Road Kill Stew

I have a fabulous friend whose family does a themed competitive potluck every year. The competition is for taste of the dish and for the associating story that goes along with it. It’s the participants of the potluck who cast their votes. For four years I’ve gone and presented dishes and stories for ginger, fairy tales, and childhood memories. Darn it if I can’t remember what the first year was. For the fifth incarnation of the competitive potluck, competitors were instructed to use television as the inspiration for their entries. With the husband and wife being an artist and an English and Lit teacher (read her blog at the creativity in both the themes and instructions are a hoot:

“Interpretation of this challenge depends on the participant’s personal history and creativity. Maybe you want to recreate the assembly-line “chocolates caper” Lucy and Ethel had on I LOVE LUCY; maybe you have always wondered what Mulligatawny soup tastes since seeing Elaine order it from the Soup Nazi on SEINFELD. Your dish could invoke nostalgia by recreating the meal your family ate as they watched THE LOVE BOAT together. Or maybe you have perfected Julia Child’s scrambled eggs. Upon registration, you will write a short paragraph telling us how television inspired your dish.”

Now I consider myself a terrific cook as well as a decent writer, but I’ve never won or come close to winning. This year I decided it was time to pull out all stops and write using my authentic snarky voice. I came up with:


Road kill Stew –The Beverly Hillbilies

I loved watching The Beverly Hillbillies as a child and then later as an adult. There was even a time when I could sing along to the theme song. My favorite character was Granny (Daisy May) because she reminded me of my own hillbilly-like grandmother that I spent summers with in Arkansas.

My favorite scene dealt with road kill. Granny tells Jethro to “Stop the car…they’s a fresh kill in the road…can’t just leave it there…road kill stew sounds mighty good right now.”

With this in mind during my recent camping trip to the Ozarks, on a winding mountain road, I found just the thing to share with ya’ll; a couple of squirrels, a possum, and a raccoon – all laying on the side of the road as though they were scampering home after a bit of moonshine and got taken out by a gap-tooth hillbilly driving a rusted old truck. Quick as a wink I was out (like Granny) with my shovel scooping them up and placing them in my cooler on ice. I decided to adapt my grandma’s recipe for Squirrel Stew (which calls for one squirrel per serving) in order to use all three types of meat.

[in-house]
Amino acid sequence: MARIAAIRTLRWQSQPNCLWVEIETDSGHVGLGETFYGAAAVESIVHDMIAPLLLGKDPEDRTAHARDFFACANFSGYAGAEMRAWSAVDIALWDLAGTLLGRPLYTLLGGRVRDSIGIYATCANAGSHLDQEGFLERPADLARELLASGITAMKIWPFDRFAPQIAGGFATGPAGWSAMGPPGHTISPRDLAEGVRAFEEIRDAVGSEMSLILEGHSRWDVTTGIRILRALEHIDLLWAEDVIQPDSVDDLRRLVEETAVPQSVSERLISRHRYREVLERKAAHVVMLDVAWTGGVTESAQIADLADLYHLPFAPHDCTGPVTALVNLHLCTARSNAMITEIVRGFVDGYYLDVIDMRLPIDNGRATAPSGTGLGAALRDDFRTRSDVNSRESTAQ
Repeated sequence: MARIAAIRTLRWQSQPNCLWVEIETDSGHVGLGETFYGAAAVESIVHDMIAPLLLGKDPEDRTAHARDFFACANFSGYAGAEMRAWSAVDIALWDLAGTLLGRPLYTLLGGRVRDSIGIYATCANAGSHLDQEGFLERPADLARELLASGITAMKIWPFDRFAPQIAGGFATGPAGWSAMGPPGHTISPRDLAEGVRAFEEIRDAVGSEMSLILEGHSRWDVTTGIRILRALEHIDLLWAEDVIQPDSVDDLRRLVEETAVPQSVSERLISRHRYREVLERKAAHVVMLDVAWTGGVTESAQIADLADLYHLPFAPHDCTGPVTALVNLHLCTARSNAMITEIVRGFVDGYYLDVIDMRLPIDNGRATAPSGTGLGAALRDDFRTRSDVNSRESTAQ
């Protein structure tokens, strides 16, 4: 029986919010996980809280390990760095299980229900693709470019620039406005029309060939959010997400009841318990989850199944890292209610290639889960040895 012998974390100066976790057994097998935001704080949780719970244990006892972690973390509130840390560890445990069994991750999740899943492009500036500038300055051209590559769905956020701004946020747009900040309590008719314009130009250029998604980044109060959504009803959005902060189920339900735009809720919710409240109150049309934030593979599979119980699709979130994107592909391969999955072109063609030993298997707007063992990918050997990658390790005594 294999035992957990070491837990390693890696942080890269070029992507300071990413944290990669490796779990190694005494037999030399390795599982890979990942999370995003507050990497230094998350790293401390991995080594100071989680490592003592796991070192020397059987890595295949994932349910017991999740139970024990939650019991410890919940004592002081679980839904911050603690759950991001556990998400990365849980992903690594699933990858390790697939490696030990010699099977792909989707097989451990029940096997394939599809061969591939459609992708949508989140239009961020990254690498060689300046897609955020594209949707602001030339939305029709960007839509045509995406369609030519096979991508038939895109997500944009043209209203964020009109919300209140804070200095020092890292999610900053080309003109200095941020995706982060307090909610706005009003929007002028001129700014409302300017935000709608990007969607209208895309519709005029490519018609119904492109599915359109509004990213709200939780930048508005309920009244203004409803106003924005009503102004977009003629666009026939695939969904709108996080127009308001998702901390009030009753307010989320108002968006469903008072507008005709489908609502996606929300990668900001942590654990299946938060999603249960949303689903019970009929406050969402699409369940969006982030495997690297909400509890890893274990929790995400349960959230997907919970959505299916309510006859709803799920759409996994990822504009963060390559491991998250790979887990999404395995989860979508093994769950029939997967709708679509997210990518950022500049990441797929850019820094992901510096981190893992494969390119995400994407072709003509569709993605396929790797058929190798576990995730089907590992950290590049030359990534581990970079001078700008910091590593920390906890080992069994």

In case you’re wondering…I did confirm the critters weren’t too ripe and were relatively fresh before fixin em’ up fer you fine people – but just incase…rest assured that I put in a splash of moonshine as we know that’ll kill anything.


Did I REALLY put squirrel, possum, and raccoon in the dish? No – I decided to use beef, pork and chicken and come up with a new recipe that honestly could be used with wild game. Was there really moonshine in there? Not moonshine, but Apple Pie Corn Liquor.

Roadkill Stew (not really)

This would be good with any wild game - or road kill if you happen to find it fresh. The apple pie corn liquor can be replaced with apple cider. The lard can be replaced with any type of animal fat. You can also replace the fresh green beans with two cans of green beans and their liquid.


1.5 pounds beef stew meat, cut in 1" pieces

1 pound chicken breast, cut in 1" pieces

1 pound pork loin steak, cut in 1" pieces

2 medium red potatoes, cubed

1 medium turnip, cubed

1 medium rutabega, cubed

6 medium carrot, cubed

1 medium onion, diced

5 stalks celery, diced

3 cups kale, torn

2 cups Green beans, fresh and chopped

1/2 cup apple pie corn liquer

1 teaspoon pepper

6 cube beef bouillion

6-8 cups water

1/4 cup flour

2 tablespoons lard

2 tablespoons butter


1. In a large stockpot with a heavy bottom, melt the lard and the butter on medium high heat. Toss the beef, chicken and pork with the flour. Put into hot stockpot and brown. Make sure to scrape the bottom of the drippings and crusty buts as they add flavor.

2. Add onion and celery; cook until tender.

3. Add remaining ingredients and bring to a boil. Turn heat down to simmer and cover. Cook until all vegetables are tender. Stir frequently, scraping the bottom for the crusty bits, until the veggies are tender. Then the heat can be set on the lowest setting (just below a simmer) for the remainder of the time.

4. This soup can sit on low for up to 6-hours as the flavors will develop over time.


Oh – by the way…this year I DID win in the story catalog. The prize was a fantastic basket lined with a linen kitchen towel (colors that perfectly match our kitchen) filled with adult beverages, snacks, Great Harvest bread, s fanstatic red serrated knife (complete with case), and a skewer of funky shaped and colored marshmallows. I wonder what theme they will come up with next year?

Avie Layne 2012